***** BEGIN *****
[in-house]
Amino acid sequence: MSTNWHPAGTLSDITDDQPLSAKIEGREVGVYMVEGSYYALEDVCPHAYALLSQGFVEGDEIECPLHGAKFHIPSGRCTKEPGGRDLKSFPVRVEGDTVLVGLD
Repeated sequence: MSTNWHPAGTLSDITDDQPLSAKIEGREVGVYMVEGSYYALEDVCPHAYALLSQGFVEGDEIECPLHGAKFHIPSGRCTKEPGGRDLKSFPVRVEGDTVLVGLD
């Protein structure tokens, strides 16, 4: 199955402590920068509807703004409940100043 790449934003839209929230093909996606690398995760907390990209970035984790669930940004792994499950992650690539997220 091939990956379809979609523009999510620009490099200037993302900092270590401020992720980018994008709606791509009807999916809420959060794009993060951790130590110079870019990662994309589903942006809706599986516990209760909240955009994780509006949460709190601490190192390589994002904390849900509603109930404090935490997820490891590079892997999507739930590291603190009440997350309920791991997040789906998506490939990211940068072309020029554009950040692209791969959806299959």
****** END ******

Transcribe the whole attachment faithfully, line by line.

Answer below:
[in-house]
Amino acid sequence: MSTNWHPAGTLSDITDDQPLSAKIEGREVGVYMVEGSYYALEDVCPHAYALLSQGFVEGDEIECPLHGAKFHIPSGRCTKEPGGRDLKSFPVRVEGDTVLVGLD
Repeated sequence: MSTNWHPAGTLSDITDDQPLSAKIEGREVGVYMVEGSYYALEDVCPHAYALLSQGFVEGDEIECPLHGAKFHIPSGRCTKEPGGRDLKSFPVRVEGDTVLVGLD
């Protein structure tokens, strides 16, 4: 199955402590920068509807703004409940100043 790449934003839209929230093909996606690398995760907390990209970035984790669930940004792994499950992650690539997220 091939990956379809979609523009999510620009490099200037993302900092270590401020992720980018994008709606791509009807999916809420959060794009993060951790130590110079870019990662994309589903942006809706599986516990209760909240955009994780509006949460709190601490190192390589994002904390849900509603109930404090935490997820490891590079892997999507739930590291603190009440997350309920791991997040789906998506490939990211940068072309020029554009950040692209791969959806299959």